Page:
Explain the Contents of Memorandum of Association
A memorandum of association contains a name clause, registered office clause, object, objects clause, liability clause, capital clause, and association clause.3 min read
Updated August 11, 2020:
A memorandum of association contains a name clause, registered office clause, object (or objective clause), objects clause, liability clause, capital clause, and association clause. An MOA is a type of legal paper that is prepared when forming and registering a limited liability company (LLC).
The MOA's purpose is to explain the LLC's relationship with its shareholders. The articles of Association and MOA make up the company's constitution. An MOA isn't required in the United States, but limited liability companies that are based in European countries, which include the U.K., the Netherlands, France, and some Commonwealth Nations do require MOAs.
This clause states the company's proposed name.
- It must end in the word "limited" if it's a public company or "private limited" if it's a private company.
- It can't be identical to any existing company's name.
- It can't allude to the new company doing the business of an existing company.
- It should not be misleading in any way.
Registered Office Clause
The registered office clause lists the name of the state where the company's registered office is physically located.
- The registered office's physical location determines which jurisdiction the Registrar of Companies and which court the company would fall under.
- It also confirms the company's nationality.
- The registered office's full address must be provided to the Registrar of Companies to simplify further communications.
Objects or Objective Clause
The objects clause, also called the objective clause, is considered the most important in the MOA.
- It defines and limits the scope of the company's operations.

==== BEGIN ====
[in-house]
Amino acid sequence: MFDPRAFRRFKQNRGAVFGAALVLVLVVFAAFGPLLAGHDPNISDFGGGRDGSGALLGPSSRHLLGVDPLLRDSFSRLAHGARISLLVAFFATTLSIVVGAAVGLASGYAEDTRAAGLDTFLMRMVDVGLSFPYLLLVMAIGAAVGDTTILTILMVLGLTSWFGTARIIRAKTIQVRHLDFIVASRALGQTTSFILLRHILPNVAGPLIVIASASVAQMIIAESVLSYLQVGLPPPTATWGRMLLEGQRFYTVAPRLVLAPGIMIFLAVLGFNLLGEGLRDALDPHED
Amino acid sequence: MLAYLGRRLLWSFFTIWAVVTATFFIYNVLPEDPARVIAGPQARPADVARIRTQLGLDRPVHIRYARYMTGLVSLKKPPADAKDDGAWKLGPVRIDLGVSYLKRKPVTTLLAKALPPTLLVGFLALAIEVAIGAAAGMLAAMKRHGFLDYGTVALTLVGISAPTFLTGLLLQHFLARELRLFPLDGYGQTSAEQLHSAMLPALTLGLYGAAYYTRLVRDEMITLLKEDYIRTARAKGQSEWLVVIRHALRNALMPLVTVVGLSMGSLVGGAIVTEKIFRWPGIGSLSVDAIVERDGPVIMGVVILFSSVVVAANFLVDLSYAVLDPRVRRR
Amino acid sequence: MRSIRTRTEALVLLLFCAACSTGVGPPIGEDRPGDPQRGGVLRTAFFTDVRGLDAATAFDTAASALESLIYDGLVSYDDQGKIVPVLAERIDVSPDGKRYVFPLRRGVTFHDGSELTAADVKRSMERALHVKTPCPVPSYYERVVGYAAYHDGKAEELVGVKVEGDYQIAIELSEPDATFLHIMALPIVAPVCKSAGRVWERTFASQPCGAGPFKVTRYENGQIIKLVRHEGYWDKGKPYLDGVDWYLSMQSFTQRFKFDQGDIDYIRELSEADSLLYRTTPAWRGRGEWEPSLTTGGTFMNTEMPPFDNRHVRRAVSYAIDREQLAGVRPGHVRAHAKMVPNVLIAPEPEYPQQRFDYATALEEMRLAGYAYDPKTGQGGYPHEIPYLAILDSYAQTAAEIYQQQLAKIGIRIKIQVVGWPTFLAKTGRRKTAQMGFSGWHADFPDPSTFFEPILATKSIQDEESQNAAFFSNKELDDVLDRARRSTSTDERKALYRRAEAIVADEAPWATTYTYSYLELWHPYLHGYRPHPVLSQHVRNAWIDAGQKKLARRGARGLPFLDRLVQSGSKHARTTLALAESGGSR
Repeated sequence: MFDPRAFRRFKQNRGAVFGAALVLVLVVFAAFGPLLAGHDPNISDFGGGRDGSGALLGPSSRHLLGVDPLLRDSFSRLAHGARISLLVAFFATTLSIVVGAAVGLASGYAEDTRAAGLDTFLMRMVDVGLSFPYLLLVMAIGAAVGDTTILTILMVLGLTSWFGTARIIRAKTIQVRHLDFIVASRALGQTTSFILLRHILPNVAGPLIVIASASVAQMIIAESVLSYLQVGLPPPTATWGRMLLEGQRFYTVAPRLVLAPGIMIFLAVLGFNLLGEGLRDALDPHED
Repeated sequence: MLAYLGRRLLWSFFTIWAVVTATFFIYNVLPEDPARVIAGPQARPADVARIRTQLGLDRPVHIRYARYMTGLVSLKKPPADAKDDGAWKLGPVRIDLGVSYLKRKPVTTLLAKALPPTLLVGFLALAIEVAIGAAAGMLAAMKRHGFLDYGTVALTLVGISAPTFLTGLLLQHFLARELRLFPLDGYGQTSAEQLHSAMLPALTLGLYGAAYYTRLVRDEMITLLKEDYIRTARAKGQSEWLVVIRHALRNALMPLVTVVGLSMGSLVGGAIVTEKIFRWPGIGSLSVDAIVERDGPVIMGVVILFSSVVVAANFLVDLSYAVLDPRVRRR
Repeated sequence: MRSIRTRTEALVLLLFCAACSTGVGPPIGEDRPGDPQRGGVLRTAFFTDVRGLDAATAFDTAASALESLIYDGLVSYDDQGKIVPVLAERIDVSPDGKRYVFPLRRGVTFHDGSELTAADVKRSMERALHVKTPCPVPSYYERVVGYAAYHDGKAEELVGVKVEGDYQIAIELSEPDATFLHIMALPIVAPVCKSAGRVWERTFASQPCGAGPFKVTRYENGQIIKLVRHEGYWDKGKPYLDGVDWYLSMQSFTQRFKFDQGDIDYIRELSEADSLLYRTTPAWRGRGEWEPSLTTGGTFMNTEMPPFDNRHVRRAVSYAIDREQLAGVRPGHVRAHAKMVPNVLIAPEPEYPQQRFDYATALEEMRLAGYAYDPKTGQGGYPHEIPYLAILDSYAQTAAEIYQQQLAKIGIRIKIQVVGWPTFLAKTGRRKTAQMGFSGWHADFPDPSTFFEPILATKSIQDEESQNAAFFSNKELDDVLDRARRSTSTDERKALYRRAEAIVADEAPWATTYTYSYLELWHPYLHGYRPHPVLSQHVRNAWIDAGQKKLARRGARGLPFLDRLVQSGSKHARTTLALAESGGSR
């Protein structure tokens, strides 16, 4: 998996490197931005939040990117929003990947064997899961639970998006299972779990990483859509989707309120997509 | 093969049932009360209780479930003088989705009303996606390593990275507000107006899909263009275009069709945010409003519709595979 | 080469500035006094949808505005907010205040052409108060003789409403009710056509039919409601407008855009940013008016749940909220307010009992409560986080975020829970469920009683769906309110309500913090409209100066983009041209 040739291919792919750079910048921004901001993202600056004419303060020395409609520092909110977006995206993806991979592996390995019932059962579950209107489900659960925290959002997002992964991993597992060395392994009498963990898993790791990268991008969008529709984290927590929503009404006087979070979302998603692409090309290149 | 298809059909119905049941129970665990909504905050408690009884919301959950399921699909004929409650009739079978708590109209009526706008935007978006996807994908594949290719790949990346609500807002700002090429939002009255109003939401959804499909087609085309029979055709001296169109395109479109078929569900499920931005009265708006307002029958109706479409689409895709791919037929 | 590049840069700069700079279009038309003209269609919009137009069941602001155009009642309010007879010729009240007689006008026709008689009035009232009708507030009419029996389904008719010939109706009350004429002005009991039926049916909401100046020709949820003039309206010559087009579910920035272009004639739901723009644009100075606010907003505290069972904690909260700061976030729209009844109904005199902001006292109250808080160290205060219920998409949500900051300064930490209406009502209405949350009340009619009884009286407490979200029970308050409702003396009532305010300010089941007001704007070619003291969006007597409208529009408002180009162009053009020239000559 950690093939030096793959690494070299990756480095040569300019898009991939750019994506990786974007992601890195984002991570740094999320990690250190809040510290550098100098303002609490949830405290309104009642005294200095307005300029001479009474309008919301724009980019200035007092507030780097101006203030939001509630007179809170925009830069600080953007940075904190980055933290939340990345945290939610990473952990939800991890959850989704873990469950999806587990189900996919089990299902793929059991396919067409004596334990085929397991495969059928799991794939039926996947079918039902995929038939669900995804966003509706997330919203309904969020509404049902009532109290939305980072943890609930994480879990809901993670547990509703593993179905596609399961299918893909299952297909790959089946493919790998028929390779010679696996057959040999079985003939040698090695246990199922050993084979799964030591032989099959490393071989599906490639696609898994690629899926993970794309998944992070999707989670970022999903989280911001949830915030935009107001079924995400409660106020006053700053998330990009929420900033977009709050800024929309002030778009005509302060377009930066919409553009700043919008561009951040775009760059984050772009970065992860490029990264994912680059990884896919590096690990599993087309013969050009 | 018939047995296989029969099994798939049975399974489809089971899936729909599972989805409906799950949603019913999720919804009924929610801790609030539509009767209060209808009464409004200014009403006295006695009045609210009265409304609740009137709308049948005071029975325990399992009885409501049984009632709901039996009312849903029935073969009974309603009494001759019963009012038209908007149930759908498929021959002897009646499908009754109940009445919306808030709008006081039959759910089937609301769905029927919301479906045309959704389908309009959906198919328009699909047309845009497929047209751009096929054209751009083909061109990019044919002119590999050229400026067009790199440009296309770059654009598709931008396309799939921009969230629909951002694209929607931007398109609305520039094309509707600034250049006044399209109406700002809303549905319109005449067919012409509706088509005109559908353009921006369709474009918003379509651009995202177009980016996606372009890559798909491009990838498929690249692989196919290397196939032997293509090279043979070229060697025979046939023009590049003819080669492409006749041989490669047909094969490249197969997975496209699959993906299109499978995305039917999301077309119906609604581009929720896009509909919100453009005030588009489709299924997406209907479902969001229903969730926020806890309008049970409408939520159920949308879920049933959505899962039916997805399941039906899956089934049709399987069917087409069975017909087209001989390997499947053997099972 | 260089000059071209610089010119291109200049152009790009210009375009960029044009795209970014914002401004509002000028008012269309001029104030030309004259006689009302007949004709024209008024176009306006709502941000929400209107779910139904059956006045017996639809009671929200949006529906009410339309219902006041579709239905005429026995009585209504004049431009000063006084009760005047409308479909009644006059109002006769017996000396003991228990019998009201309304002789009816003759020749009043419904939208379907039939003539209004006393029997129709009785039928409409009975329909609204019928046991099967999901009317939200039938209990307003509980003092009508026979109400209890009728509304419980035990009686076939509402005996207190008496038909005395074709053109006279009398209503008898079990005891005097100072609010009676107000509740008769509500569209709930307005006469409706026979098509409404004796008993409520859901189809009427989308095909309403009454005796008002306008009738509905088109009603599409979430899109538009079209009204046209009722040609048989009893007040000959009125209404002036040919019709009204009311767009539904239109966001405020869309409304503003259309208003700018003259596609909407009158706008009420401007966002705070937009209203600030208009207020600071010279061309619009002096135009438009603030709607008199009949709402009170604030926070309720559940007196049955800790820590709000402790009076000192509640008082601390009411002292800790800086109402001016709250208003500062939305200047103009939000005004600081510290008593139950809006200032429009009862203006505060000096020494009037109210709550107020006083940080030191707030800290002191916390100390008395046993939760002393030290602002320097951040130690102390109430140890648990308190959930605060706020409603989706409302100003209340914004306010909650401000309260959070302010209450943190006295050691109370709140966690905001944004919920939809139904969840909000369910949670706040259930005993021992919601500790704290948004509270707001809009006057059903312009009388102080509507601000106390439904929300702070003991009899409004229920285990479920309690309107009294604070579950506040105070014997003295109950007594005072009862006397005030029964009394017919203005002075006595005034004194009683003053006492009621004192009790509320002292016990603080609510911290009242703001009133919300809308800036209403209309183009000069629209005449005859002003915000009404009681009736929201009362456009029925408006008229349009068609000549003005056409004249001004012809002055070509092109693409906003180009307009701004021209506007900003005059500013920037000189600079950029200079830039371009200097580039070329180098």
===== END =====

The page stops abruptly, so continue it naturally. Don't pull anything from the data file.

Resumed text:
- It details the company's scope of activity for the members and explains how the members' capital will be used.
- It protects shareholders funds and ensures the funds will be used for the specific business purposes for which they were raised and that they won't be risked in other endeavors.
The object clause explained why the company is establishing. Companies aren't legally allowed to do any kind of business other than the kind of business that is specifically stated in this clause. An object clause should contain:
- A list of the main objects the company will be pursuing after it's Incorporated
- Incidental objects that are necessary to achieve the main object
- Any other objects that aren't included in the main objects or incidental object
- Nothing illegal
- Nothing that's against the public interest
- Nothing that's against the country's general rule of law
The liability clause explains what liability each of the company's members faces. If the company is limited by shares, the liability that each member faces can be no more than the face value of shares that he or she holds. If it's a company that's limited by guarantee, this clause must define how much liability each individual company member holds. If it's an unlimited company, this particular clause would not be included in the MOA.
The capital clause lists information about the total capital held by the proposed company. This amount is called the company's authorized capital. Companies aren't permitted to collect more money than the amount listed under authorized capital. The way the capital is divided into equity share capital and preference share capital also needs to be listed in the capital clause. The number of shares the company puts in equity share capital and preference share capital, alongside their value, needs to be included in the MOA.
The association clause explains that any individual signing the bottom of the MOA wants to be part of the association that's being formed by the memorandum. The MOA has to be signed by at least seven people or more if it's a public company. It has to be signed by at least two or more people if it's a private company. The signatures also have to be affirmed by witnesses. There can be one witness for all of the signatures, but none of the subscribers can witness the signatures of the others. All subscribers and witnesses must provide their addresses and occupations in writing.
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